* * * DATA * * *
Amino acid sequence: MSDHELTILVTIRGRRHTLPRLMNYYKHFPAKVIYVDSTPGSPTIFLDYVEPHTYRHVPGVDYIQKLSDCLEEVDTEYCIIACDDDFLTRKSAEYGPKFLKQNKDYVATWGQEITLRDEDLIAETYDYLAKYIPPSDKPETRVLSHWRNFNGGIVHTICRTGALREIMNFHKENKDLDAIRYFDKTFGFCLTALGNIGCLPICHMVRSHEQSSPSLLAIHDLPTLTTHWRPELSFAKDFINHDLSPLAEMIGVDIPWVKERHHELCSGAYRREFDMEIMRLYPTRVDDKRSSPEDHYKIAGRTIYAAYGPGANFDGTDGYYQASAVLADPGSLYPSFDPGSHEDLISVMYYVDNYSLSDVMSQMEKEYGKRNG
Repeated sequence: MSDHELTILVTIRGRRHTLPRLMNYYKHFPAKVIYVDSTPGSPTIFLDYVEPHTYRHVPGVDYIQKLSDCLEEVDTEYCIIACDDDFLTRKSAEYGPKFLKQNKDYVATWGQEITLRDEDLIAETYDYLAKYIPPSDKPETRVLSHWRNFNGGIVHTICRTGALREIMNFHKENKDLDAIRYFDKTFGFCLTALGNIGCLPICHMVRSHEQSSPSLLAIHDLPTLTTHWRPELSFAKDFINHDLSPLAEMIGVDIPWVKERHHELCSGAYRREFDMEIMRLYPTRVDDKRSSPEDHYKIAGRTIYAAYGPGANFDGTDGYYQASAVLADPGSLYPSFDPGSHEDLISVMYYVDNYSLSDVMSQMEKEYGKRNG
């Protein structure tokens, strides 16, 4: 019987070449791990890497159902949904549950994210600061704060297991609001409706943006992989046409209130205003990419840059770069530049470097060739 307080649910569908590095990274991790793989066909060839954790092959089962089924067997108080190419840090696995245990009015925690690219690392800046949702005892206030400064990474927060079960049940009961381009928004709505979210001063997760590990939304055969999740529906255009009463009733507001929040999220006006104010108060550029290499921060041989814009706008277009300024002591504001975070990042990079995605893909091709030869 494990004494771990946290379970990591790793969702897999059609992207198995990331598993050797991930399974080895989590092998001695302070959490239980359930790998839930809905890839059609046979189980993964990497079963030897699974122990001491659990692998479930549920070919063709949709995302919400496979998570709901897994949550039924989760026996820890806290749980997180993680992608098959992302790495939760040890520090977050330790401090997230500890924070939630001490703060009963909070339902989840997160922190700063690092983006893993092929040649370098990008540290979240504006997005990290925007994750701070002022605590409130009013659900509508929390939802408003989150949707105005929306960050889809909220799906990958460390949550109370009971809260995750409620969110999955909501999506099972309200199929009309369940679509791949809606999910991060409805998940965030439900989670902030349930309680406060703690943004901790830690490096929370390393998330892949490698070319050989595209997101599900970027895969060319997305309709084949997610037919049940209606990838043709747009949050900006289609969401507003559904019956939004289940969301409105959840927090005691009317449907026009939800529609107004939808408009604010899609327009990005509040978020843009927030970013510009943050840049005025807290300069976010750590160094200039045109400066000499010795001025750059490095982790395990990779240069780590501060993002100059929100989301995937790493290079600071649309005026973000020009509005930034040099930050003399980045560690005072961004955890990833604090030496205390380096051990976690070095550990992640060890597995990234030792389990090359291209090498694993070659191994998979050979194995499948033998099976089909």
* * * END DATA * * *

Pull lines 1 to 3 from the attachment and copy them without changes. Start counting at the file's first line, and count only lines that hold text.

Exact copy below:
Amino acid sequence: MSDHELTILVTIRGRRHTLPRLMNYYKHFPAKVIYVDSTPGSPTIFLDYVEPHTYRHVPGVDYIQKLSDCLEEVDTEYCIIACDDDFLTRKSAEYGPKFLKQNKDYVATWGQEITLRDEDLIAETYDYLAKYIPPSDKPETRVLSHWRNFNGGIVHTICRTGALREIMNFHKENKDLDAIRYFDKTFGFCLTALGNIGCLPICHMVRSHEQSSPSLLAIHDLPTLTTHWRPELSFAKDFINHDLSPLAEMIGVDIPWVKERHHELCSGAYRREFDMEIMRLYPTRVDDKRSSPEDHYKIAGRTIYAAYGPGANFDGTDGYYQASAVLADPGSLYPSFDPGSHEDLISVMYYVDNYSLSDVMSQMEKEYGKRNG
Repeated sequence: MSDHELTILVTIRGRRHTLPRLMNYYKHFPAKVIYVDSTPGSPTIFLDYVEPHTYRHVPGVDYIQKLSDCLEEVDTEYCIIACDDDFLTRKSAEYGPKFLKQNKDYVATWGQEITLRDEDLIAETYDYLAKYIPPSDKPETRVLSHWRNFNGGIVHTICRTGALREIMNFHKENKDLDAIRYFDKTFGFCLTALGNIGCLPICHMVRSHEQSSPSLLAIHDLPTLTTHWRPELSFAKDFINHDLSPLAEMIGVDIPWVKERHHELCSGAYRREFDMEIMRLYPTRVDDKRSSPEDHYKIAGRTIYAAYGPGANFDGTDGYYQASAVLADPGSLYPSFDPGSHEDLISVMYYVDNYSLSDVMSQMEKEYGKRNG
């Protein structure tokens, strides 16, 4: 019987070449791990890497159902949904549950994210600061704060297991609001409706943006992989046409209130205003990419840059770069530049470097060739 307080649910569908590095990274991790793989066909060839954790092959089962089924067997108080190419840090696995245990009015925690690219690392800046949702005892206030400064990474927060079960049940009961381009928004709505979210001063997760590990939304055969999740529906255009009463009733507001929040999220006006104010108060550029290499921060041989814009706008277009300024002591504001975070990042990079995605893909091709030869 494990004494771990946290379970990591790793969702897999059609992207198995990331598993050797991930399974080895989590092998001695302070959490239980359930790998839930809905890839059609046979189980993964990497079963030897699974122990001491659990692998479930549920070919063709949709995302919400496979998570709901897994949550039924989760026996820890806290749980997180993680992608098959992302790495939760040890520090977050330790401090997230500890924070939630001490703060009963909070339902989840997160922190700063690092983006893993092929040649370098990008540290979240504006997005990290925007994750701070002022605590409130009013659900509508929390939802408003989150949707105005929306960050889809909220799906990958460390949550109370009971809260995750409620969110999955909501999506099972309200199929009309369940679509791949809606999910991060409805998940965030439900989670902030349930309680406060703690943004901790830690490096929370390393998330892949490698070319050989595209997101599900970027895969060319997305309709084949997610037919049940209606990838043709747009949050900006289609969401507003559904019956939004289940969301409105959840927090005691009317449907026009939800529609107004939808408009604010899609327009990005509040978020843009927030970013510009943050840049005025807290300069976010750590160094200039045109400066000499010795001025750059490095982790395990990779240069780590501060993002100059929100989301995937790493290079600071649309005026973000020009509005930034040099930050003399980045560690005072961004955890990833604090030496205390380096051990976690070095550990992640060890597995990234030792389990090359291209090498694993070659191994998979050979194995499948033998099976089909």